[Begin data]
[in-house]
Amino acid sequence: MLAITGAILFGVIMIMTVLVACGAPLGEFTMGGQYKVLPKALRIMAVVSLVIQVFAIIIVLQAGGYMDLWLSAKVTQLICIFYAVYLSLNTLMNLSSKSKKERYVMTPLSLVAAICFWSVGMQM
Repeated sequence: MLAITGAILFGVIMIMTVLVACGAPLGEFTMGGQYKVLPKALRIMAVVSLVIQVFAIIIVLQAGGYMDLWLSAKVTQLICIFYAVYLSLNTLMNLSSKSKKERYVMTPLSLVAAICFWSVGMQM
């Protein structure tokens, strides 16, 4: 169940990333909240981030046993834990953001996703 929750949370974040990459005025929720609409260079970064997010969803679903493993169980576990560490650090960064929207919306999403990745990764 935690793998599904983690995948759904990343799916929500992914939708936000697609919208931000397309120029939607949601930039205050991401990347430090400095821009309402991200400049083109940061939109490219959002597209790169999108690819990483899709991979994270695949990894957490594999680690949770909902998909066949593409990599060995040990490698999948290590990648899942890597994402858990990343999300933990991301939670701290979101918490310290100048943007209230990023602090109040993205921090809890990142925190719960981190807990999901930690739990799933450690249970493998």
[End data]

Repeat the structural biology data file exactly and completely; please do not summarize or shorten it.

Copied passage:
[in-house]
Amino acid sequence: MLAITGAILFGVIMIMTVLVACGAPLGEFTMGGQYKVLPKALRIMAVVSLVIQVFAIIIVLQAGGYMDLWLSAKVTQLICIFYAVYLSLNTLMNLSSKSKKERYVMTPLSLVAAICFWSVGMQM
Repeated sequence: MLAITGAILFGVIMIMTVLVACGAPLGEFTMGGQYKVLPKALRIMAVVSLVIQVFAIIIVLQAGGYMDLWLSAKVTQLICIFYAVYLSLNTLMNLSSKSKKERYVMTPLSLVAAICFWSVGMQM
């Protein structure tokens, strides 16, 4: 169940990333909240981030046993834990953001996703 929750949370974040990459005025929720609409260079970064997010969803679903493993169980576990560490650090960064929207919306999403990745990764 935690793998599904983690995948759904990343799916929500992914939708936000697609919208931000397309120029939607949601930039205050991401990347430090400095821009309402991200400049083109940061939109490219959002597209790169999108690819990483899709991979994270695949990894957490594999680690949770909902998909066949593409990599060995040990490698999948290590990648899942890597994402858990990343999300933990991301939670701290979101918490310290100048943007209230990023602090109040993205921090809890990142925190719960981190807990999901930690739990799933450690249970493998």